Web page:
Rising Sea Levels Will Impact Oklahoma

Image of electric car in Amsterdam

A new scientific study has determined that burning all the fossil fuel deposits on earth would increase the world’s temperatures so much it would eventually melt all the ice in Antarctica.

That would lead to rising sea levels so large it would destroy major cities in the world, create massive migration and generate huge food shortages leading to starvation, according to an article in The New York Times about the study.

I won’t rehash in detail the article or the study, which can be found here. The study notes the melting could take place over a thousand years if humans don’t do anything significant to curb carbon emissions, but it does raise questions over the short-term for Oklahoma, a state rich in fossil fuels and heavily tied to the oil and gas industry.

Here are four of those questions:

(1) As it becomes more evident that global warming in coming years is damaging the planet, how and when will renewable and less harmful energy sources displace the oil and gas industry here?

(2) Will renewable energy sources, such as wind and solar power, create as much economic development locally as the oil and gas industry?

(3) Oklahomans have endured the boom and bust cycles of the oil and gas industry for generations, but what if the “bust” was permanent and the state has failed to diversify its economy?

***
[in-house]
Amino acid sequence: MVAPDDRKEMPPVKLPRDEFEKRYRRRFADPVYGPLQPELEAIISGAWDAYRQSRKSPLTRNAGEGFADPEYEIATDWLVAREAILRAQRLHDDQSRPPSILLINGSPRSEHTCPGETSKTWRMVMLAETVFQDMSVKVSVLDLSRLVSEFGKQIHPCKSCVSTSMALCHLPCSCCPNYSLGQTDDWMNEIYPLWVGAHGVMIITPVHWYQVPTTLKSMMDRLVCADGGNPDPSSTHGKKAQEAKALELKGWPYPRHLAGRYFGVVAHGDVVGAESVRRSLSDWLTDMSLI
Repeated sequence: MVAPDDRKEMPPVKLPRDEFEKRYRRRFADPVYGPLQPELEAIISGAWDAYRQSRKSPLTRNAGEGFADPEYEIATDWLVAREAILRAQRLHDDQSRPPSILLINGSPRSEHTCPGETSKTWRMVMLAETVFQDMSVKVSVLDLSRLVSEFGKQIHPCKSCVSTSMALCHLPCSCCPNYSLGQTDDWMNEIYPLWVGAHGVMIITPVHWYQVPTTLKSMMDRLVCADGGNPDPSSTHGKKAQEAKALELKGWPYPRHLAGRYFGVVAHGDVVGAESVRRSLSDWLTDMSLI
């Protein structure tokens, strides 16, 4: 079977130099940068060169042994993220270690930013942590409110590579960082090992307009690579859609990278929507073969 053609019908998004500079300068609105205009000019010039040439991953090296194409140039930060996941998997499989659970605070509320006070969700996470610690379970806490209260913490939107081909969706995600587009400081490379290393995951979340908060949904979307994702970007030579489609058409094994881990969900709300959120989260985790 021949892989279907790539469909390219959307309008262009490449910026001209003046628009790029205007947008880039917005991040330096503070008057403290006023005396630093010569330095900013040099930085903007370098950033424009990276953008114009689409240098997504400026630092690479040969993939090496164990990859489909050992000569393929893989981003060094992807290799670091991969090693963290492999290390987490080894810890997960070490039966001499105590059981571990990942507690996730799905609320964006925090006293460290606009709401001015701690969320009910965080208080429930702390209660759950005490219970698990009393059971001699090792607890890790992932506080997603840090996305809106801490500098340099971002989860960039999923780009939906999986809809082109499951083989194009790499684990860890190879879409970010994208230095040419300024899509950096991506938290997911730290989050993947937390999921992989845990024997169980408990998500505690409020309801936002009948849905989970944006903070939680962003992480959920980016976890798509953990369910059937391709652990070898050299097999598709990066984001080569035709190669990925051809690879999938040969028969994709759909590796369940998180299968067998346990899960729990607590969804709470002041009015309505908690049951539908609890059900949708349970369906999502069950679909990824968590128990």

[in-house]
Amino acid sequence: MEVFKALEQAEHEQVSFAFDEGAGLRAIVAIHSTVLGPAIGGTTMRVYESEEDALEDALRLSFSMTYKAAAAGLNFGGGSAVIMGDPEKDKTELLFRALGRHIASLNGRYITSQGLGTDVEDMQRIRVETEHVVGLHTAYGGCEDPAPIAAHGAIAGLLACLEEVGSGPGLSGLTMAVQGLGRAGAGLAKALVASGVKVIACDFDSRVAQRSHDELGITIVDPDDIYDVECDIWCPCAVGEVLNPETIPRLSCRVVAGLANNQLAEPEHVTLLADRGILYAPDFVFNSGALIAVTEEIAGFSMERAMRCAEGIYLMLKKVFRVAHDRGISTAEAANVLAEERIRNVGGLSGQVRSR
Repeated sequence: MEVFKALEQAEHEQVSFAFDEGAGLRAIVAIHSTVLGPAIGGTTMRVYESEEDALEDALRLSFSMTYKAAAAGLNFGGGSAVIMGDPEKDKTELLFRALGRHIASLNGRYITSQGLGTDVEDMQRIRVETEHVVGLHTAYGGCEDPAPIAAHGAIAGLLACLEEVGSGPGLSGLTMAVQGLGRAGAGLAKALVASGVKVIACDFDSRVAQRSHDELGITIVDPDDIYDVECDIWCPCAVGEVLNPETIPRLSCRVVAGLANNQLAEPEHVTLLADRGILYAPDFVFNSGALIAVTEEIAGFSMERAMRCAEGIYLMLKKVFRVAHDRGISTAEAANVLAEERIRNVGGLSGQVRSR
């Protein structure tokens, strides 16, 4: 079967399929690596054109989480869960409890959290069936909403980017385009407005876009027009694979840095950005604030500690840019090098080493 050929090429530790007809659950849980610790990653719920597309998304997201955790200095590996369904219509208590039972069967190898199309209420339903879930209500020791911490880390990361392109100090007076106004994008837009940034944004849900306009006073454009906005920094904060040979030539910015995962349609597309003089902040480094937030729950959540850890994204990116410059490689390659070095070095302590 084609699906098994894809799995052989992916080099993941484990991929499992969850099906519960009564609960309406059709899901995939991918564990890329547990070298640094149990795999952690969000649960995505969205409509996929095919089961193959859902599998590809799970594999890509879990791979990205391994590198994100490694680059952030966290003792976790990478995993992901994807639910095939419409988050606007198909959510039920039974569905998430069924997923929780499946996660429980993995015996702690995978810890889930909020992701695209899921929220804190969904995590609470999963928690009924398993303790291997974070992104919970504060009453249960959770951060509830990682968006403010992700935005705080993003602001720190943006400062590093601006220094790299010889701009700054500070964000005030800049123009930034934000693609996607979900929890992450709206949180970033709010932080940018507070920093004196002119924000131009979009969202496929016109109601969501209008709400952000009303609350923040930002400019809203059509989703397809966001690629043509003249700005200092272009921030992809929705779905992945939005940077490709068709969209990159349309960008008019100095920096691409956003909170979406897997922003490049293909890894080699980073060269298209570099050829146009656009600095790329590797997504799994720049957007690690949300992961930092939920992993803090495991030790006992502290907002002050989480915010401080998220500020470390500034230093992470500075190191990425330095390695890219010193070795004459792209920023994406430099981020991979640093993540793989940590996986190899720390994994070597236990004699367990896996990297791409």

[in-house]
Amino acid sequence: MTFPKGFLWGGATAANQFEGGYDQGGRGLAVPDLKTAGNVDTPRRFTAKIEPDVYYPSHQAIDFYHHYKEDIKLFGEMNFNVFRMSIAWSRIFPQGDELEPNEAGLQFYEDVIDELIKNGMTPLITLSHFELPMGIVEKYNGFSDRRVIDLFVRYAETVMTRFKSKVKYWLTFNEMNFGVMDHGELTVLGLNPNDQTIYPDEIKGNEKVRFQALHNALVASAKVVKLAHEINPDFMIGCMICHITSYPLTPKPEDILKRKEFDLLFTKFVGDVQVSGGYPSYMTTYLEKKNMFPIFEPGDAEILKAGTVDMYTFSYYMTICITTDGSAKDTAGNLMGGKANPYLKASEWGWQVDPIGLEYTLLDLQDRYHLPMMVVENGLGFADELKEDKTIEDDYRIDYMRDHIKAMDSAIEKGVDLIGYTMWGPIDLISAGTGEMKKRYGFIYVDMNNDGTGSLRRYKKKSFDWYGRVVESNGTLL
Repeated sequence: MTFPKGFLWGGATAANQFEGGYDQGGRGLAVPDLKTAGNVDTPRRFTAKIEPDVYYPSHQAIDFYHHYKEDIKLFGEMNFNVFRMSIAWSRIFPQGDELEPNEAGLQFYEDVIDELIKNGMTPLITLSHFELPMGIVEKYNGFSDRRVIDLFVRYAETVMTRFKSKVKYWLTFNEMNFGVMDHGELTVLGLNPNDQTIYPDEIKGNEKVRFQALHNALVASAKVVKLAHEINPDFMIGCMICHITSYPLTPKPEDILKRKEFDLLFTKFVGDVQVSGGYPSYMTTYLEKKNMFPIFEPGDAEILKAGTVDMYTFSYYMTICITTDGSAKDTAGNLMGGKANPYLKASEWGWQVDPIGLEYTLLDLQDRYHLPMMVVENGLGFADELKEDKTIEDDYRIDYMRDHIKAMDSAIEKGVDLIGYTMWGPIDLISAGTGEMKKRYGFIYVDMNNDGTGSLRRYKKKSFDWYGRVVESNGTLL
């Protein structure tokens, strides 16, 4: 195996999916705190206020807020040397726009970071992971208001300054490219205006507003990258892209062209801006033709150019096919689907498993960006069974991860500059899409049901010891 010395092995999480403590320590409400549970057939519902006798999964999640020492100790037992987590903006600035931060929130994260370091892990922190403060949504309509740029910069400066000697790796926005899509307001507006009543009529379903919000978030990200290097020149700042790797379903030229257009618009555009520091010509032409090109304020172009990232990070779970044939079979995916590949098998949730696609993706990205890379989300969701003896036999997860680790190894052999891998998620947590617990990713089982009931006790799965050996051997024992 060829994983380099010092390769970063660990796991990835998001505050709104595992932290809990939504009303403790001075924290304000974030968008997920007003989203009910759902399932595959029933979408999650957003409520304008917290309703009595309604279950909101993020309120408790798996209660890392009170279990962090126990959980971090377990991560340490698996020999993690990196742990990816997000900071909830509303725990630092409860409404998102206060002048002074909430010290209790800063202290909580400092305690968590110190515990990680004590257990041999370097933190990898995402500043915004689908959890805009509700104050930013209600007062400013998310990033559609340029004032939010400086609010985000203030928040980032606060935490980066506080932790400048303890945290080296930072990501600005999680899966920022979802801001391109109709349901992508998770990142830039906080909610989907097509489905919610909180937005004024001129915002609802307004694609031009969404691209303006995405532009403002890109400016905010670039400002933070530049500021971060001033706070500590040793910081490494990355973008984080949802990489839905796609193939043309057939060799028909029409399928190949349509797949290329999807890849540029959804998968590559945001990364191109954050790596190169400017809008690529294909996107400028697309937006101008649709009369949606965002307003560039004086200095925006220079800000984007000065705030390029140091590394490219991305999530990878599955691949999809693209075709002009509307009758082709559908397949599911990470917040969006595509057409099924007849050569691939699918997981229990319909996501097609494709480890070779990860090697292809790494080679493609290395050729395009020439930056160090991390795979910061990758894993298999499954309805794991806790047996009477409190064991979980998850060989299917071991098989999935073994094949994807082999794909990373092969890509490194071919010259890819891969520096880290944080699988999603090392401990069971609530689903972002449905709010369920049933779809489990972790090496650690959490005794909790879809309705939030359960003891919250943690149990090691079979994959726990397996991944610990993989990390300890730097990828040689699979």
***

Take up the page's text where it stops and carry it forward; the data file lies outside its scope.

(4) How should Oklahoman leaders envision, say, the state in 100 years if there was little to no oil and gas production here?

When compared to the millions and millions of years it takes dead organisms to decompose and form the fossils we burn for energy, The Fossil Fuel age, or The Oil Age, will be a small blip in the planet’s history if there’s anyone left to record it.

So far the response from many Oklahoma leaders to global warming caused by carbon dioxide emissions is basic denial. U.S. Sen. Jim Inhofe, for example, has based much of his Senate career on this denial, but as the evidence of global warming becomes increasingly clear, Oklahoma leaders will need to envision a day when the oil and gas industry is severely limited or non-existent here.